- A thankfully non-lethal example occurs in this video showing a flub by Norwegian armed forces. They fail at performing a breach-and-clear, but succeed in finding a way to flashbang themselves with a stun grenade. There's even a moment where the door briefly pushes open from the blast pressure with a flash of detonation behind it—the whole effect comes across somewhere between Red vs. Blue and Looney Tunes.
- At the Second Battle of Galveston during the American Civil war, Admiral William Renshaw managed to get his flagship, the Westfield stuck aground. When the Confederates proposed a cease fire for surrender negotiations, Renshaw decided he would take this opportunity to blow up his flagship and transfer command to another vessel. After most of the crew abandoned ship, Renshaw and a small rowing team personally rigged the ship to explode and made there escape, only to watch Westfield fail to explode. Renshaw and his team then violated navy protocols and common sense by quickly rowed back. They found, to their probable horror, that the fuses leading to the magazines were simply burning slowly. They apparently failed to extinguish them in time and the Westfield exploded with Renshaw and his team. Ironically the confusion this caused gave the rest of Renshaw's fleet an opening to escape and prompted the Union ground forces (who were severely outnumbered) to surrender, decisions that saved thousands of lives. If he'd intended it, he would have been a hero.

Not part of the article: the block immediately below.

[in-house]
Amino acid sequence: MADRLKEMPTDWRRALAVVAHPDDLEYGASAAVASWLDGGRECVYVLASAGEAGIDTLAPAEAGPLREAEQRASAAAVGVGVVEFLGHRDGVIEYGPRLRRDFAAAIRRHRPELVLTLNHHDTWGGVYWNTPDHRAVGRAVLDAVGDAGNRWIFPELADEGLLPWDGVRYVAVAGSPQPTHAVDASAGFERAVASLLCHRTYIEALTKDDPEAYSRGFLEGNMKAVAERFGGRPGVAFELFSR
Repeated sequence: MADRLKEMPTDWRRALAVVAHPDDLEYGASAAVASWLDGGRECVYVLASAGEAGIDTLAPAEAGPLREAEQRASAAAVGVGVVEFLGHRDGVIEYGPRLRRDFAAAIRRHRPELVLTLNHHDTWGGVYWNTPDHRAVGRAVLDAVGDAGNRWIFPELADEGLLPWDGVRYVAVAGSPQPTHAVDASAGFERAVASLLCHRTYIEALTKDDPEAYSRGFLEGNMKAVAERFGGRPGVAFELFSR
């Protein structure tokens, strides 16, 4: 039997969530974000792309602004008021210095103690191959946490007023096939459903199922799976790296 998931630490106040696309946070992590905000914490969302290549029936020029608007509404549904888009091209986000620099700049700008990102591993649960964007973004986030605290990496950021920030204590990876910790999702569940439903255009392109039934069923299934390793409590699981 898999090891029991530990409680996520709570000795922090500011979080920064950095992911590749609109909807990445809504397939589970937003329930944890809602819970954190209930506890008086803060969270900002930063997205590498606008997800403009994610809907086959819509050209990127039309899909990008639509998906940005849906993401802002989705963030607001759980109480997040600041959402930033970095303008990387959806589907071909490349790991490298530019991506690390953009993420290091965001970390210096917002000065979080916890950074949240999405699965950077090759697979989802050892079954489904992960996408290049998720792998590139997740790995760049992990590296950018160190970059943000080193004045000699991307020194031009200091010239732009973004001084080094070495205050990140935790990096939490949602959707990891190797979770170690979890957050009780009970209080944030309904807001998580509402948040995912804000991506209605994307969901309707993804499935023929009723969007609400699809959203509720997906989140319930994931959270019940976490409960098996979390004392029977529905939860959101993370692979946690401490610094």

- It's said that the single most stressful day for a Drill Instructor at Boot Camp is the day they run grenade training. Numerous videos from various armed forces show the mishaps that can happen during training. Some are intense as the Instructors grab the trainee and run like hell. Some are hilarious because they trained with smoke grenades and get a face full of smoke.
- An example involving gasoline instead of explosives: A man in Iowa killed two women and decided to set fire to the apartment to cover it up. For some reason, he thought it was a good idea to light up a cigarette while pouring gasoline through the apartment. Predictably, he dropped the cigarette and not only suffered severe burns in the ensuing blaze, he left behind both his glasses and the cigarette, which allowed the police to link him to the murders.